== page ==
Mechanics are the often-referred-to ‘beating heart of the local bike shop’ — or, as we like to say these days IBD (independent bike dealer). Multitaskers who are playing a significant role in doing for the industry exactly what they’ll do for your bike if you ask them nicely — keep it ticking over.
There are a lot of good road bike mechanics in Britain, but the best? Find out in the video below.
In June this year we launched a campaign with Park Tool (opens in new tab) to find and recognise Britain's Best Bike Mechanics. The first phase was a public vote and we were very excited to receive over 2900 votes for over 300 different mechanics proving the important role they play in our industry.
The mechanics who received the most votes formed a shortlist of 10 and we sent those mechanics a #BBBM2018 application form with scenario based questions which we then used to select our finalists.
So our three finalists were not only voted for by the public, but we were impressed by their answers to our knowledge based questioning as well.
We hosted the final at the Cytech Training Centre in Oxford where the finalists had to complete a number of tasks including a rear wheel build, internal cable replacement and bar taping under time pressure whilst getting filmed, photographed and questioned by are panel of judges.
The judging panel consisted of British Cycling’s head mechanic Mark Ingham, Park Tool’s Director of Education Calvin Jones and Cytech Head Trainer Julian Thrasher.
Britain's best Bike Mechanic - The Cycling Weekly winner
Scott Jones | Mickey Cranks
Scott was awarded the coveted BBBM2018 trophy and a £250 voucher to spend on Park tool products. But more importantly he can now call himself 'Britain's Best Bike Mechanic'.
Scott was nominated by dozens of very happy customers for our Britain’s Best Bike Mechanic competition and, having got through to the finals stage, went up against two other road mechanics in a timed and judged contest. His steady hand and a cool nerve impressed the judges, and he emerged as the sharpest tool in the box.
“I am absolutely chuffed to bits,” he said after being given his winner’s award. “I didn’t want to get my hopes up as I didn’t want to get disappointed — I just went out there, did what I do best essentially, tried as hard as I could.”
Having grown up “taking stuff apart, putting it back together” Jones eventually found himself a job at Williams Cycles in Cheltenham, and found his vocation in the workshop, before ultimately moving to Mickey Cranks four years ago.
“It’s kind of a hobby turned into a living. I don’t know what I’d be doing if I wasn’t doing this,” he says. “It’s being around bikes. If you like bikes and you’re around bikes, that’s it. At the end of every job you get good job satisfaction.”
Wheelbuilding, which Jones describes as a lost art, is his favourite task, he says: “You’re building something from scratch... it’s cool; sit down, put some music on, zone out.”
The old image of the mechanic — a grimy figure in dirty overalls presiding over a chaotic backroom — is almost forgotten in today’s modern IBD, where the workshop is often out front as an extension of the shop floor. Mickey Cranks’s own workshop is the perfect example — everything in its right place and surfaces clean enough to eat your dinner off. And bringing it out front increases customer contact with the mechanic and reinforces that ‘heart of the shop’ status.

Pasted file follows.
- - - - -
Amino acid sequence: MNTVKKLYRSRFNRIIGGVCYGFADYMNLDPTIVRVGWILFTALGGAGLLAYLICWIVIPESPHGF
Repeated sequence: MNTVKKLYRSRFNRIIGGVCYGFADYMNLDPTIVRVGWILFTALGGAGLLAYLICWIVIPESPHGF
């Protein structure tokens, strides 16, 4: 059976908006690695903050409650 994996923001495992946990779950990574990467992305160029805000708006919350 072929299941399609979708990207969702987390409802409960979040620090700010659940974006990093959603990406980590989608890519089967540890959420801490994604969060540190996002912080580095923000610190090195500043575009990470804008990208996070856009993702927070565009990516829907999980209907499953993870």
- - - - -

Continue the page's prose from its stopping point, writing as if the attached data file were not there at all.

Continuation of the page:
“I think for a local bike shop the workshop and the mechanic are massively important,” says Jones. “I was always taught that if you change shop, you could potentially be taking customers with you, because you end up building relationships with those customers.”
Calvin Jones (no relation), head of education at Park Tool and one of the competition judges, adds: “You went in the back room in 1972, and it was the same discussions,” he says, referring to his early years as a bike mechanic. “Now all of a sudden it’s out of the back room. That’s always been going on — the heart of the bike shop is the service department.”
Scott Jones says: “It’s great when customers come in and they want to get into it, and they’re really interested... when people pick up a bike you’ve worked on and they’re just like, ‘Ah yeah, this is brilliant.’ I love the customer service.”
Of his namesake’s finals performance, Calvin Jones says: “He was done and you can see that relaxed look... he was confident, and steady.”
Fellow judge Mark Ingham of British Cycling points out: “His wheelbuilding skills were very good… his gearshifting was good, he seemed to have a methodical way of going about the process, the whole package was good.”
And Jones’s customers love him. That’s easy to see from the number that voted him into our finals.
The high street’s dead? Long live the high street!
The Runners Up
Theo Tanner | Pedal Heaven
Years of service at shop: Six and a half years! 16 in the trade
Favourite tool on the tool board: My T handle Hex key set!
What music do you have on in the workshop: A good mix of 80’s, Jazz and Classical !
What was your first bike: The first bike I owned and learnt to ride on was built out of old bikes by my father. It had 24” Wheels, was sprayed gold and had Cateye stickers all over it!
Rikki Pankhurst | Pankhurst Cycles (opens in new tab)
Years of service at shop: I have been in our new shop now for nearly four years.
Favourite tool on the tool board: “Big Bessy” the cotter pin press is my favourite tool.
What music do you have on in the workshop: We Listen to a varied choice of music from Metal to Puccini, but mostly Metal!
What was your first bike: My first bike was an Elswick Hopper!
At Cycling Weekly we want to extend a huge congratulations to our finalists and it is pleasing to see that the industry is in good hands.
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